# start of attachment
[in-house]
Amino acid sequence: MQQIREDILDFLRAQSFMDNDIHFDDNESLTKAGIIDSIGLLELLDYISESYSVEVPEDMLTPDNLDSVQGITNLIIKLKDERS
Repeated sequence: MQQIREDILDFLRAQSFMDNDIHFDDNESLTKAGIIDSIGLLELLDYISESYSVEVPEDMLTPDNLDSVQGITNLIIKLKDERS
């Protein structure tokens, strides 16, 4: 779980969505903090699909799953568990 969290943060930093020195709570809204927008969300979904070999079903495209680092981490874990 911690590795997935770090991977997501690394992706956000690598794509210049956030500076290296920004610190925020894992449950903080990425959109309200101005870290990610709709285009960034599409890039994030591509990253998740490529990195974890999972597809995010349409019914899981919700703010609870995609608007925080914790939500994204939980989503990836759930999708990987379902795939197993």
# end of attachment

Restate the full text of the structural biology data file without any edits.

[in-house]
Amino acid sequence: MQQIREDILDFLRAQSFMDNDIHFDDNESLTKAGIIDSIGLLELLDYISESYSVEVPEDMLTPDNLDSVQGITNLIIKLKDERS
Repeated sequence: MQQIREDILDFLRAQSFMDNDIHFDDNESLTKAGIIDSIGLLELLDYISESYSVEVPEDMLTPDNLDSVQGITNLIIKLKDERS
């Protein structure tokens, strides 16, 4: 779980969505903090699909799953568990 969290943060930093020195709570809204927008969300979904070999079903495209680092981490874990 911690590795997935770090991977997501690394992706956000690598794509210049956030500076290296920004610190925020894992449950903080990425959109309200101005870290990610709709285009960034599409890039994030591509990253998740490529990195974890999972597809995010349409019914899981919700703010609870995609608007925080914790939500994204939980989503990836759930999708990987379902795939197993």